The first thing I did when they set my daughter on my chest was throw up. I went my entire pregnancy without throwing up. THE ENTIRE THING. After they jostled her out of my uterus, they took her to her little baby Sterilite drawer and did all the stuff. (You know, like having my husband cut the cord, giving her her first test score, and forcing her to puke up all of the junk that normally gets squeezed out of them like a zit when they exit the body that has been hosting them). I watched all of this, tearing up, so looking forward to meeting her. As soon as they placed her on my chest for some skin to skin time, I immediately got nauseous, they took her off of me, and I turned my head to puke into one of those little hospital puke sacks. You know, because I couldn't sit up.
That's how I met my daughter. Not quite what I expected or imagined. Much less bonding, much more vomit.
One of the nurses totally knew I wasn't right. She was the one who helped me to the bathroom the first time after my c-section. My doctor told me I could leave, but that I could also stay another day if I wanted/needed to. I chose to stay. The nurse told me she was really glad I decided to stay, with the most sincere face I've ever seen in my life. This is one of my clearest memories from my time in the hospital.
I HATE some of my memories. I took the time to write down some things on one of my darkest days. I haven't shared it before and it hurts me to read it back now. I think it's important to put it out there, because it's raw and factual and maybe it'll help someone feel less alone, or maybe it will make me seem fucking crazy. I don't really care.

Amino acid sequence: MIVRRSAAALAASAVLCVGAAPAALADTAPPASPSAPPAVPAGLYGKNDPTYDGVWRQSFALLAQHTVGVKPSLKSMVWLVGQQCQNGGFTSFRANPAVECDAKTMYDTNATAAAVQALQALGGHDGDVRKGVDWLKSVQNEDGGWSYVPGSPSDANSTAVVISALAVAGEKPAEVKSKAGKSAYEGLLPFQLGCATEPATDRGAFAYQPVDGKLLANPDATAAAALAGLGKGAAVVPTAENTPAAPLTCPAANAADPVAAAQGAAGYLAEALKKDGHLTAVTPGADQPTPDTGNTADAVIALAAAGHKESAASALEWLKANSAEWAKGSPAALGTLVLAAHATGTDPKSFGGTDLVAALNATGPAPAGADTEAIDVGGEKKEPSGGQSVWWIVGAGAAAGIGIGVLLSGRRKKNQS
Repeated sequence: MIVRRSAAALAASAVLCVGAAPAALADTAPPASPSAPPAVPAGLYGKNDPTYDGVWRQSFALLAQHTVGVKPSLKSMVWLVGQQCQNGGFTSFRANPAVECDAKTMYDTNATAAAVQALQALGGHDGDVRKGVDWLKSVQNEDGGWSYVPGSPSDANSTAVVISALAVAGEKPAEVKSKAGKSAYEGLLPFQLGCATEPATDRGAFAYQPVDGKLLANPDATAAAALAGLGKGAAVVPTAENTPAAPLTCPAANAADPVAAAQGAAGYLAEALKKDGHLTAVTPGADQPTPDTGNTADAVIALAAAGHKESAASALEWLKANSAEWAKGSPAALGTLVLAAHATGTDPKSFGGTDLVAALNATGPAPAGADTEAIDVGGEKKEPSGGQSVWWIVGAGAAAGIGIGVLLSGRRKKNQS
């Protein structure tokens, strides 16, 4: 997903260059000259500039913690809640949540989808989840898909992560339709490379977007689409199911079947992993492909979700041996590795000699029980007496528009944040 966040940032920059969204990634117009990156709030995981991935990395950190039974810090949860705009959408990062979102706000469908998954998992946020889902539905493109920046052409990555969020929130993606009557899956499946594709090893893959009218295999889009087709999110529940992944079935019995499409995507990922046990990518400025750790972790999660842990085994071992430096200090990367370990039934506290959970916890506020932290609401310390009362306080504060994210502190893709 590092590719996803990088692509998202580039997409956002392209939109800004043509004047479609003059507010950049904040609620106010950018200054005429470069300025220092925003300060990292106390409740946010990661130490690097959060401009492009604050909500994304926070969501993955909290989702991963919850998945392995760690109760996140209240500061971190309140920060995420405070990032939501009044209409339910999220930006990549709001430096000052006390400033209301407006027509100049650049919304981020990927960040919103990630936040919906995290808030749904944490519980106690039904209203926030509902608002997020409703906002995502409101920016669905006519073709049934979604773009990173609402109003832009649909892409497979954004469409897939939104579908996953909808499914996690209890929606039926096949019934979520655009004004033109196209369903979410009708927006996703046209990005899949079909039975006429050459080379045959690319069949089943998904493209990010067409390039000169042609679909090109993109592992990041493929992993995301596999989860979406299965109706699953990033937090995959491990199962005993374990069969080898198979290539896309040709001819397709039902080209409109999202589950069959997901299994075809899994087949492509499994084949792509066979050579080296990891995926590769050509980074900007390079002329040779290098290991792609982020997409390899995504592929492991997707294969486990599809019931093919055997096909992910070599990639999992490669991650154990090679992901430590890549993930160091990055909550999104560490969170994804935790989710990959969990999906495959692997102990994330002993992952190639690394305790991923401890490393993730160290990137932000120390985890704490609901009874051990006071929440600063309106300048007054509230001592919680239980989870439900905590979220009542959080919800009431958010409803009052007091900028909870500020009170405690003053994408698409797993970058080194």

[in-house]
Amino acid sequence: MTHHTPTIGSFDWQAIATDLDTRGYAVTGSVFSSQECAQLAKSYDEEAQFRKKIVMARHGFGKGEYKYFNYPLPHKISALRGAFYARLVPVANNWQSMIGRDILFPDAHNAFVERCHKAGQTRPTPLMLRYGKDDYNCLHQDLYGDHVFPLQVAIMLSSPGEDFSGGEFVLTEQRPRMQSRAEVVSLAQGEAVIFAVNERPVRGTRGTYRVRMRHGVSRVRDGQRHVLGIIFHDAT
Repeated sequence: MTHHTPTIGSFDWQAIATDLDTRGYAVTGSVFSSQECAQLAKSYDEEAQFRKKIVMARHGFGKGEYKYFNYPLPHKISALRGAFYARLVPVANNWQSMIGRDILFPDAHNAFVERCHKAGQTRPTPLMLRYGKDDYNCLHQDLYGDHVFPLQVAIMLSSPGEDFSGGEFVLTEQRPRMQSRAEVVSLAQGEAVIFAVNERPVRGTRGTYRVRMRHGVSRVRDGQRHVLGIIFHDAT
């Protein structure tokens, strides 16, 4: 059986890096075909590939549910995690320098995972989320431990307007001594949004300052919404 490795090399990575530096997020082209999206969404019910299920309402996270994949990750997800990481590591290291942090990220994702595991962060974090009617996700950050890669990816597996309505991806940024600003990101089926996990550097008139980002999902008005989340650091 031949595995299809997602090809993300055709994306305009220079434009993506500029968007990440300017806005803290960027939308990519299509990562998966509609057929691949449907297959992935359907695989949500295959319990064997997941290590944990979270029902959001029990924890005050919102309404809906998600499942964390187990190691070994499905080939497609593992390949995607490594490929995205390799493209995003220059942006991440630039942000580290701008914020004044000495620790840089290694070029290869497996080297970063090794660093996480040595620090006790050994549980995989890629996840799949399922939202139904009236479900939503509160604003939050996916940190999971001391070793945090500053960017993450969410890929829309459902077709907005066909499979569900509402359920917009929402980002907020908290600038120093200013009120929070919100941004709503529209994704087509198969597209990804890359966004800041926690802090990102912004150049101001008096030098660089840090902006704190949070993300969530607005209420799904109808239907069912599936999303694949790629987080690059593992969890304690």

I still don't feel good at being a mom, and I feel worse at everything else in my life too. Having a baby really pulled the rug from under me. I had delicate little sandcastles of confidence built on that thing, and they all got knocked over and muddle together. I can't separate the parts of my life the same way I used to, and thus, I am not great at any of them anymore.
I don't want to write this anymore. I'm feeling much better, but still having trouble.
The next thing I write will be cleaner. I promise.
I had my first therapy session this week.
I knew I was going to cry, but I was surprised at how quickly I was able to gain my composure. I was able to say some things out loud that I've been keeping in my head and that felt better than I expected.
I've already been given some tools to help change my thinking patterns and been presented with the idea that perhaps some of this is persistent because of OCD. I admitted to some OCD behavior and came to realize I had more than I thought I did (nail biting, skin picking, counting, and now potentially obsessive/repetitive thoughts). It makes a lot of sense.
As a mother I'm still feeling incredible inadequacy on a daily basis. Some days are really good and I get glimmers of confidence. Some days are really bad and I throw things and scream. (Yep. If you know me you're probably having trouble picturing this, but it's true. I've also punched a few walls. Yay overwhelm!) In my mind I'm constantly questioning myself and my competency. I'm still convinced on most days that Norma would be better than me.
Who is Norma?
Norma is the fake woman in my brain that my family would be better off with, and the reason I often think about driving away forever or into a busy intersection. She's basically perfect and 'normal,' hence 'Norma.'